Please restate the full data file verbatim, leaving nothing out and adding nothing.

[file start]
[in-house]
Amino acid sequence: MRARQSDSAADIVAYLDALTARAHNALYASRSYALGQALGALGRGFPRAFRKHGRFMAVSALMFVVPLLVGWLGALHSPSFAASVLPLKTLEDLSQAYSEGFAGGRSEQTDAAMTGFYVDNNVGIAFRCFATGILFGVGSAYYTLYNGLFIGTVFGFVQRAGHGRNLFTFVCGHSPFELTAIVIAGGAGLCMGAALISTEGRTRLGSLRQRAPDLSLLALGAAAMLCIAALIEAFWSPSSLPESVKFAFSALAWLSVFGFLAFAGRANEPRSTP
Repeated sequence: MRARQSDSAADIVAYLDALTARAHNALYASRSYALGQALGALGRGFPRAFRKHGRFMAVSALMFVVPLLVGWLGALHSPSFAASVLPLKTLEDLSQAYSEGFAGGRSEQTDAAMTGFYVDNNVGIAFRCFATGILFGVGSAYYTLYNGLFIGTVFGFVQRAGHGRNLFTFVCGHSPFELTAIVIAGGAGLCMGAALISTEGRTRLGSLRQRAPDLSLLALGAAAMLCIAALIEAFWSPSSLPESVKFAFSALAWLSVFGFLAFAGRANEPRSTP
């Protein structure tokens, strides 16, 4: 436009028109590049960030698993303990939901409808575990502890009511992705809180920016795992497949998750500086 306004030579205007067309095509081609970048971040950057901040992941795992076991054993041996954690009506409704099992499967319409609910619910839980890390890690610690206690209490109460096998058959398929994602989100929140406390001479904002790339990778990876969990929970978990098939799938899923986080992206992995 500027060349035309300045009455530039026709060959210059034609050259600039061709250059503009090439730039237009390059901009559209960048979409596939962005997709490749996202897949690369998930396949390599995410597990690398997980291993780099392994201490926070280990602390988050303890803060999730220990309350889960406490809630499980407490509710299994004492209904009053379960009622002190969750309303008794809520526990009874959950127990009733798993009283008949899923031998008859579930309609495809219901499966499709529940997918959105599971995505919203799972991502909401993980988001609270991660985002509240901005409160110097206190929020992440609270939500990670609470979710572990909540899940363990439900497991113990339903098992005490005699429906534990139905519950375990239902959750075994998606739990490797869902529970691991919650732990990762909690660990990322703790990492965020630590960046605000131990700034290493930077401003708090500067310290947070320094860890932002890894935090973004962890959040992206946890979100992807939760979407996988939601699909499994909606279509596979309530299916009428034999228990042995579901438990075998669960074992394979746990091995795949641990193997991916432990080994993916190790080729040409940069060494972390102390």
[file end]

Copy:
[in-house]
Amino acid sequence: MRARQSDSAADIVAYLDALTARAHNALYASRSYALGQALGALGRGFPRAFRKHGRFMAVSALMFVVPLLVGWLGALHSPSFAASVLPLKTLEDLSQAYSEGFAGGRSEQTDAAMTGFYVDNNVGIAFRCFATGILFGVGSAYYTLYNGLFIGTVFGFVQRAGHGRNLFTFVCGHSPFELTAIVIAGGAGLCMGAALISTEGRTRLGSLRQRAPDLSLLALGAAAMLCIAALIEAFWSPSSLPESVKFAFSALAWLSVFGFLAFAGRANEPRSTP
Repeated sequence: MRARQSDSAADIVAYLDALTARAHNALYASRSYALGQALGALGRGFPRAFRKHGRFMAVSALMFVVPLLVGWLGALHSPSFAASVLPLKTLEDLSQAYSEGFAGGRSEQTDAAMTGFYVDNNVGIAFRCFATGILFGVGSAYYTLYNGLFIGTVFGFVQRAGHGRNLFTFVCGHSPFELTAIVIAGGAGLCMGAALISTEGRTRLGSLRQRAPDLSLLALGAAAMLCIAALIEAFWSPSSLPESVKFAFSALAWLSVFGFLAFAGRANEPRSTP
């Protein structure tokens, strides 16, 4: 436009028109590049960030698993303990939901409808575990502890009511992705809180920016795992497949998750500086 306004030579205007067309095509081609970048971040950057901040992941795992076991054993041996954690009506409704099992499967319409609910619910839980890390890690610690206690209490109460096998058959398929994602989100929140406390001479904002790339990778990876969990929970978990098939799938899923986080992206992995 500027060349035309300045009455530039026709060959210059034609050259600039061709250059503009090439730039237009390059901009559209960048979409596939962005997709490749996202897949690369998930396949390599995410597990690398997980291993780099392994201490926070280990602390988050303890803060999730220990309350889960406490809630499980407490509710299994004492209904009053379960009622002190969750309303008794809520526990009874959950127990009733798993009283008949899923031998008859579930309609495809219901499966499709529940997918959105599971995505919203799972991502909401993980988001609270991660985002509240901005409160110097206190929020992440609270939500990670609470979710572990909540899940363990439900497991113990339903098992005490005699429906534990139905519950375990239902959750075994998606739990490797869902529970691991919650732990990762909690660990990322703790990492965020630590960046605000131990700034290493930077401003708090500067310290947070320094860890932002890894935090973004962890959040992206946890979100992807939760979407996988939601699909499994909606279509596979309530299916009428034999228990042995579901438990075998669960074992394979746990091995795949641990193997991916432990080994993916190790080729040409940069060494972390102390």